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Emergency Femoral Hernia Repair A Study Based on a National Register
Uppsala universitet, Medicinska och farmaceutiska vetenskapsområdet, Medicinska fakulteten, Institutionen för kirurgiska vetenskaper.
Uppsala universitet, Medicinska och farmaceutiska vetenskapsområdet, Medicinska fakulteten, Institutionen för kirurgiska vetenskaper.
Vise andre og tillknytning
2009 (engelsk)Inngår i: Annals of Surgery, ISSN 0003-4932, E-ISSN 1528-1140, Vol. 249, nr 4, s. 672-676Artikkel i tidsskrift (Fagfellevurdert) Published
Abstract [en]

Objective: To describe the characteristics of femoral hernias and outcome of femoral repairs, with special emphasis on emergency operations. Background: Femoral hernias account for 2% to 4% of all groin hernias. However, the lack of large-scale studies has made it impossible to draw conclusions regarding the best management of these hernias. Methods: The study is based on patients 15 years or older who underwent groin hernia repair 1992 to 2006 at units participating in the Swedish Hernia Register. Results: Three thousand nine hundred eighty femoral hernia repairs were registered, 1490 on men and 2490 on women: 1430 (35.9%) patients underwent emergency surgery compared with 4.9% of the 138,309 patients with inguinal hernias. Bowel resection was performed in 22.7% (325) of emergent femoral repairs and 5.4% (363) of emergent inguinal repairs. Women had a substantial over risk for undergoing emergency femoral surgery compared with men (40.6% vs. 28.1%). An emergency femoral hernia operation was associated with a 10-fold increased mortality risk, whereas the risk for an elective repair did not exceed that of the general population. In elective femoral hernias, laparoscopic (hazard ratio, 0.31; 95% confidence interval, 0.15-0.67) and open preperitoneal mesh (hazard ratio, 0.28; confidence interval, 0.12-0.65) techniques resulted in fewer re-operations than suture repairs. Conclusions: Femoral hernias are more common in women and lead to a substantial over risk for an emergency operation, and consequently, a higher rate of bowel resection and mortality. Femoral hernias should be operate with high priority to avoid incarceration and be repaired with a mesh.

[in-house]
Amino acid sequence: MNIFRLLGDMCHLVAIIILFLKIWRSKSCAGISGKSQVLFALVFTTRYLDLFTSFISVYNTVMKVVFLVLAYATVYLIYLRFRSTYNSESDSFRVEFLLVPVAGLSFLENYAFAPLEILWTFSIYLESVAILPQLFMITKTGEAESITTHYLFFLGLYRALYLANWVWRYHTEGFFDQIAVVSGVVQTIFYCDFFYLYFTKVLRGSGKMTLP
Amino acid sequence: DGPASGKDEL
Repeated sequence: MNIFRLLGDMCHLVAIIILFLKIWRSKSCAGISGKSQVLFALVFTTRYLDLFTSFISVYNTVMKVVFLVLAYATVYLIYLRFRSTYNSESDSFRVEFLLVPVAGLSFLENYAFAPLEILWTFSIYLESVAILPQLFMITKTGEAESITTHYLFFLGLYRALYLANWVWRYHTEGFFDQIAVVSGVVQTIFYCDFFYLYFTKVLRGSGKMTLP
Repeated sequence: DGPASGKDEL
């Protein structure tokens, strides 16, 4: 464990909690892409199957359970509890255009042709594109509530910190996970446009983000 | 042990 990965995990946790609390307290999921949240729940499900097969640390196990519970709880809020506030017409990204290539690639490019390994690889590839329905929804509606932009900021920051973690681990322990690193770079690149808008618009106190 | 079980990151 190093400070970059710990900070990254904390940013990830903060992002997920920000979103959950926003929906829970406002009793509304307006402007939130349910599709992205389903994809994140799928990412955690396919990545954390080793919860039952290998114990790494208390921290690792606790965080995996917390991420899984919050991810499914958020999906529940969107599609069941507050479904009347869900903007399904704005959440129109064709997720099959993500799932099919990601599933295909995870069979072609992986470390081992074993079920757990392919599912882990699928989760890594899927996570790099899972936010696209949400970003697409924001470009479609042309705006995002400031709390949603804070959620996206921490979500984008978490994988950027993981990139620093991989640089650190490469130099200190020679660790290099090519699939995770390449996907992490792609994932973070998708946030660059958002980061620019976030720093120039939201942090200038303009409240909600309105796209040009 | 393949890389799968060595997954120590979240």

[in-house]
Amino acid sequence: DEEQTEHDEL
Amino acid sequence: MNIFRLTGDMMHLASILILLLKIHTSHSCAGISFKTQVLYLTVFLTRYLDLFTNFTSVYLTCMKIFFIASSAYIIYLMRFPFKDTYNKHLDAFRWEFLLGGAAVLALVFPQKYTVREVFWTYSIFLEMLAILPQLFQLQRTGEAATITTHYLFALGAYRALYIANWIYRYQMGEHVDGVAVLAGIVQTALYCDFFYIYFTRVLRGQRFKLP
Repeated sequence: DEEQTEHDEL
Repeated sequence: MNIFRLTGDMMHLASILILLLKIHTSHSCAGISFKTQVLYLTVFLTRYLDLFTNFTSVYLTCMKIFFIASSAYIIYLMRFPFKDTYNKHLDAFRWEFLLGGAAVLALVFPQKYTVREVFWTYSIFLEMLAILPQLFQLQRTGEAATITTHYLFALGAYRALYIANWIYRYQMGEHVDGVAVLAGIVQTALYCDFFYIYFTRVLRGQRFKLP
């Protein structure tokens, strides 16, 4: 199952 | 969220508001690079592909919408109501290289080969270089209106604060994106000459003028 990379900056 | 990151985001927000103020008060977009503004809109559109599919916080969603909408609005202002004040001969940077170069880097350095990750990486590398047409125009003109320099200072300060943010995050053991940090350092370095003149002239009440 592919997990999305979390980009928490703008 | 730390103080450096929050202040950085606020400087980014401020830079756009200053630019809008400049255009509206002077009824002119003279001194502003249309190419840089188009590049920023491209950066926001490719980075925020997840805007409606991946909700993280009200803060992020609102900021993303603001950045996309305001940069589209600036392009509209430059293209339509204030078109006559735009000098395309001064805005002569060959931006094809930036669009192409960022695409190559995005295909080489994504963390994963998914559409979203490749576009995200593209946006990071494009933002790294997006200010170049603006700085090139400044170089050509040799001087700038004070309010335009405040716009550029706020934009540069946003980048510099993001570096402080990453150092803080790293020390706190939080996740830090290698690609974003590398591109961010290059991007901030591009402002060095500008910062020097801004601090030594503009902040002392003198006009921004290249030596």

sted, utgiver, år, opplag, sider
2009. Vol. 249, nr 4, s. 672-676
HSV kategori
Identifikatorer
URN: urn:nbn:se:uu:diva-129143DOI: 10.1097/SLA.0b013e31819ed943ISI: 000264899100022OAI: oai:DiVA.org:uu-129143DiVA, id: diva2:337752
Tilgjengelig fra: 2010-08-09 Laget: 2010-08-05 Sist oppdatert: 2017-12-12bibliografisk kontrollert
Inngår i avhandling
1. Femoral and Inguinal Hernia: How to Minimize Adverse Outcomes Following Repair
Åpne denne publikasjonen i ny fane eller vindu >>Femoral and Inguinal Hernia: How to Minimize Adverse Outcomes Following Repair
2011 (engelsk)Doktoravhandling, med artikler (Annet vitenskapelig)
Abstract [en]

Groin hernia is common, and each year 200 repairs per 100 000 adult inhabitants are performed in Sweden. Groin hernias are either inguinal or femoral (2-4%). Elective repair is not associated with an excess mortality, but adverse outcomes include recurrence and long-term pain. Emergency procedures have a 4% mortality rate with an increased risk for bowel resection and postoperative complications. The aim of this thesis was to identify risk factors for adverse outcomes and to propose measures to improve groin hernia treatment.

Twenty-three per cent of female hernias were femoral. Thirty-six per cent of femoral hernias, and 5% of inguinal hernias, have emergency procedures. Females (OR 1.47) and patients above 65 years-of-age (OR 2.24) were at higher risk for emergency repair. Bowel resection was performed in 23% of emergency femoral repairs, and the 30-day mortality was 10 times that of an age- and gender-matched population. The majority of emergency patients were unaware of their hernia, and one third had previously had no groin symptoms.

Femoral repairs were at larger risk for recurrence than inguinal repairs. The surgical techniques with least risk for recurrence were preperitoneal mesh repairs (open HR 0.28, and laparoscopic HR 0.31). Long-term pain was present in 24% of femoral hernia patients, of whom 5.5% described pain interfering with daily activities. The only factor predicting the risk for long-term pain was pain preoperatively. Pain decreased with time.

In a randomized study on inguinal hernia, TEP resulted in less pain six weeks after surgery than Lichtenstein repair performed under local anesthesia (LLA). TEP patients were to a larger extent able to perform sporting activities. No difference was seen in intra-operative complications.

Femoral hernias should be given high priority for repair and preperitoneal techniques should be used. Earlier diagnosis, in the elective setting, is probably difficult to attain. Heightened awareness in the emergency department is required. TEP is safe, and results in less pain than LLA six weeks after surgery. A widening of indications for TEP in primary inguinal hernia repair is justifiable.

sted, utgiver, år, opplag, sider
Uppsala: Acta Universitatis Uppsaliensis, 2011. s. 57
Serie
Digital Comprehensive Summaries of Uppsala Dissertations from the Faculty of Medicine, ISSN 1651-6206 ; 728
Emneord
femoral hernia, inguinal hernia, adverse outcome, complication, recurrence, chronic pain, long-term pain, emergency, mortality, TEP, Lichtenstein, local anesthesia
HSV kategori
Forskningsprogram
Kirurgi
Identifikatorer
urn:nbn:se:uu:diva-162203 (URN)978-91-554-8236-7 (ISBN)
Disputas
2012-01-13, Enghoffsalen, Ing 50, Akademiska Sjukhuset, Uppsala, 13:15 (engelsk)
Opponent
Veileder
Tilgjengelig fra: 2011-12-20 Laget: 2011-11-26 Sist oppdatert: 2012-01-03bibliografisk kontrollert

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